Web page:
The Full Wiki

Barra: Wikis


Note: Many of our articles have direct quotes from sources you can cite, within the Wikipedia article! This article doesn't yet, but we're working on it! See more info or our list of citable articles.


From Wikipedia, the free encyclopedia

Barra is located in Scotland
Barra shown within Scotland
OS grid reference NF687004
Gaelic name About this sound Barraigh, Eilean Bharraigh
Norse name Barr-oy
Meaning of name Barr's island, after St Barr
Area and summit
Area 5,875 hectares (22.7 sq mi)
Area rank 20
Highest elevation Heaval, 383 metres (1,257 ft)
Population (2001) 1,078
Population rank 13 out of 97
Main settlement Castlebay
Island group Uists and Barra
Local Authority Na h-Eileanan Siar
Flag of Scotland.svg Lymphad3.svg
References [1][2][3]
If shown, area and population ranks are for all Scottish islands and all inhabited Scottish islands respectively.

The Isle of Barra (Scottish Gaelic: Barraigh, Eilean Bharraigh, pronounced [ˈparˠaj, ˈelan ˈvarˠaj]) is a predominantly Gaelic-speaking island, and apart from the adjacent island of Vatersay is the southernmost inhabited island of the Outer Hebrides (Na h-Eileanan Siar) in Scotland.



Satellite photo of Barra, Vatersay and surrounding islands

The 2001 census showed that the resident population was 1,078. The area of Barra is roughly 23 square miles, the main village being Castlebay (Bàgh a' Chaisteil). Barra is now linked by a man-made causeway to the neighbouring island of Vatersay (Eilean Bhatarsaigh).

The west of the island has white sandy beaches backed by shell-sand machair and the east has numerous rocky inlets. Barra is abundant with stunning scenery, rare flowers and wildlife, which can be appreciated by coastal or hill walks, drives or cycle rides along the various small roads. Car and bicycle hire are available locally.

Kisimul Castle at Castlebay is located on an island in the bay, so giving the village its name.

Places of interest on the island include a ruined church and museum at Cille Bharra, a number of Iron Age brochs such as those at Dùn Chuidhir and An Dùn Bàn and a whole range of other Iron Age and later structures which have recently been excavated and recorded.


The Clan MacNeil has strong ties to the Isle of Barra and claims descent from the O'Neills of Ulster.[4]

Alexander, Lord of the Isles granted the island to the MacNeill clan in 1427. The clan held the island until 1838, when Roderick MacNeil, the 40th Chief of the Clan, sold the island to Colonel Gordon of Cluny. Gordon expelled most of the inhabitants in order to make way for sheep farming. The displaced islanders variously went to the Scottish mainland, Australia, New Zealand, the United States of America and Canada. Barra was restored to MacNeill ownership in 1937 when the Barra estate, which encompassed most of the island, was bought by Robert MacNeil, an American architect, and 45th chief of the clan.[5]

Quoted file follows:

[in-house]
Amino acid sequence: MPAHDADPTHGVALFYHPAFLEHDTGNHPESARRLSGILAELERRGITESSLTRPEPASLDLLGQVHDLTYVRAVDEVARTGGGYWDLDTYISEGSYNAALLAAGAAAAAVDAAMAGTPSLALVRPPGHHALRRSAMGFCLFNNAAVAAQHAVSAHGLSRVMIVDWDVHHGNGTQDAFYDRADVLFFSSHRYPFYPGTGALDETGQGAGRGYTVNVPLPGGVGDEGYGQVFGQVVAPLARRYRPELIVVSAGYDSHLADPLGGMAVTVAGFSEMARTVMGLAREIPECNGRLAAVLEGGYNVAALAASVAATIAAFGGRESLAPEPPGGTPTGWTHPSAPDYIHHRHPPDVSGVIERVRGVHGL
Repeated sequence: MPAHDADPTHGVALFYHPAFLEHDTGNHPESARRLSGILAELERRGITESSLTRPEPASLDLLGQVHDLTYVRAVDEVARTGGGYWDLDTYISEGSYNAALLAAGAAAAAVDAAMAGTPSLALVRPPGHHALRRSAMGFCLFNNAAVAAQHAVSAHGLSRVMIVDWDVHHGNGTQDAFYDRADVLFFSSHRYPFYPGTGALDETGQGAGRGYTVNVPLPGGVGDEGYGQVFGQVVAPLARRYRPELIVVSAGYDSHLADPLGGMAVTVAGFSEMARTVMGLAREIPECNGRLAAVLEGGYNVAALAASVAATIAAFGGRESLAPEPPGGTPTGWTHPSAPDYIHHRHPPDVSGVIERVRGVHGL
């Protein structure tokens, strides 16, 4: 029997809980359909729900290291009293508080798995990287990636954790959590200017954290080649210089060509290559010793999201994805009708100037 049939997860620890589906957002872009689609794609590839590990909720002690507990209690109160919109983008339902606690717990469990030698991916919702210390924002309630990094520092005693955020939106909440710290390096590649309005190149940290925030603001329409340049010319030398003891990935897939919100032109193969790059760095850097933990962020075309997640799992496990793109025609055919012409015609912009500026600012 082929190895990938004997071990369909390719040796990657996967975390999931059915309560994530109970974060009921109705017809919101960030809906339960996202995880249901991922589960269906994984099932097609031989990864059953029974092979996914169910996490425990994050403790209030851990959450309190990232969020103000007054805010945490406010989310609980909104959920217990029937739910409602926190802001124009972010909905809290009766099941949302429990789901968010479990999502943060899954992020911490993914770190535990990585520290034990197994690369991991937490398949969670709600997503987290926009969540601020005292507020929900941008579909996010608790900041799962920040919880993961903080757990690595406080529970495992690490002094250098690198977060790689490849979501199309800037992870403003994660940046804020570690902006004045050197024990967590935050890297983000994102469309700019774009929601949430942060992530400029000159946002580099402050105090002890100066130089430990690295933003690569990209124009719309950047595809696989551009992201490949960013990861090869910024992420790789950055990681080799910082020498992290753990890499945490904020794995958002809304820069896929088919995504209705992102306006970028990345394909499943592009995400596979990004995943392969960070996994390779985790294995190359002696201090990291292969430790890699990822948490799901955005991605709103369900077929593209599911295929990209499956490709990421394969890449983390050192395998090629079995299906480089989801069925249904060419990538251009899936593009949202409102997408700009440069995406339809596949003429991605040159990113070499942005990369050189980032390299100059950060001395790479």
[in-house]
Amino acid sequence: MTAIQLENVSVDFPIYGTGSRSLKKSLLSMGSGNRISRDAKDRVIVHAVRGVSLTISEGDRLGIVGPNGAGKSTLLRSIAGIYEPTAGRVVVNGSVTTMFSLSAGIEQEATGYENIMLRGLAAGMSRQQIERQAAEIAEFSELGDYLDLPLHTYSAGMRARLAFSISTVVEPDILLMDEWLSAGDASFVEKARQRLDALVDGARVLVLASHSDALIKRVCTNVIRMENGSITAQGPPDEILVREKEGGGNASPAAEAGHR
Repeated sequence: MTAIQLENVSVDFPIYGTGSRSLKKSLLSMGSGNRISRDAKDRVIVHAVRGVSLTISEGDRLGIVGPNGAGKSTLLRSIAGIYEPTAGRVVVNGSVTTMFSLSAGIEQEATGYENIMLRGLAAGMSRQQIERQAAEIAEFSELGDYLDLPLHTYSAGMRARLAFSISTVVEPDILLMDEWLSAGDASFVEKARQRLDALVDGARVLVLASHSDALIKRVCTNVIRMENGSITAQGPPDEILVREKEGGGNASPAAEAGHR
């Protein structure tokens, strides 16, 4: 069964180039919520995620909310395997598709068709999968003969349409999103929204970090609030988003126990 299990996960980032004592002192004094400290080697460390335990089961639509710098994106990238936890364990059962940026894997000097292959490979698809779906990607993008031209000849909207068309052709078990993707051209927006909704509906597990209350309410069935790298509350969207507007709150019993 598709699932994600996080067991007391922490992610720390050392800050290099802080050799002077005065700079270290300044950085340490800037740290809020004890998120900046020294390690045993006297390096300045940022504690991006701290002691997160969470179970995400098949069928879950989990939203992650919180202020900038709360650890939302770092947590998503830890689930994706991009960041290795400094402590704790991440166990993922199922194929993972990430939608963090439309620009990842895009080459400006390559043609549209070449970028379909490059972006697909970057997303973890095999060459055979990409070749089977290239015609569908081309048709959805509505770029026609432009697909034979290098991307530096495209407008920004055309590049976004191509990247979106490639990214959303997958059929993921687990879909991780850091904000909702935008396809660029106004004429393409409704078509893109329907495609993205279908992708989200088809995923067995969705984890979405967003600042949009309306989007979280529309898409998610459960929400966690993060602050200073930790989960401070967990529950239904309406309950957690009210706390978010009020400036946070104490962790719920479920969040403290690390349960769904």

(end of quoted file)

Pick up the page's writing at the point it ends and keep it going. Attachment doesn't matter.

In 2003, the ownership of the Barra Estate was passed by the owner, Ian MacNeil, to the Scottish Government. The estate will be transferred to the inhabitants in the future if they request it. MacNeil, the 46th chief of the clan, had previously transferred Kismuil Castle to Historic Scotland in 2000.[6]

In May 2007 Channel 4's Time Team came to the hamlet of Allasdale to investigate the exposed remains of Bronze Age burials and Iron Age roundhouses in sand dunes that had been previously uncovered by storms. The programme was broadcast on 20 January 2008.[7]

The Dualchas Heritage and Cultural Centre is located in Castlebay, next to Castlebay Community School. It has various exhibitions annually, and is open throughout the year.[8]

Fèis Bharraigh & BarraFest - Live @ the Edge

Fèis Bharraigh began in 1981 when an idea was spawned to promote, encourage, foster and develop the practice and study of the Gaelic language, literature, music, drama and culture in the Islands of Barra and Vatersay. Since its inception in 1981 it has gone on to become a movement, now with 42 other feisean taking place every year throughout Scotland.

Following on from the success, and subsequent end of BarraLive; In 2007, Fèis Bharraigh launched BarraFest - Live @ the Edge, a two-day festival of traditional and modern Scottish music held on Tangasdale machair, literally on the edge of the Atlantic Ocean.

BarraFest, generally takes place on the last full weekend of July, BarraFest 2010 will take place on Friday 30th and Saturday 31st of July 2010.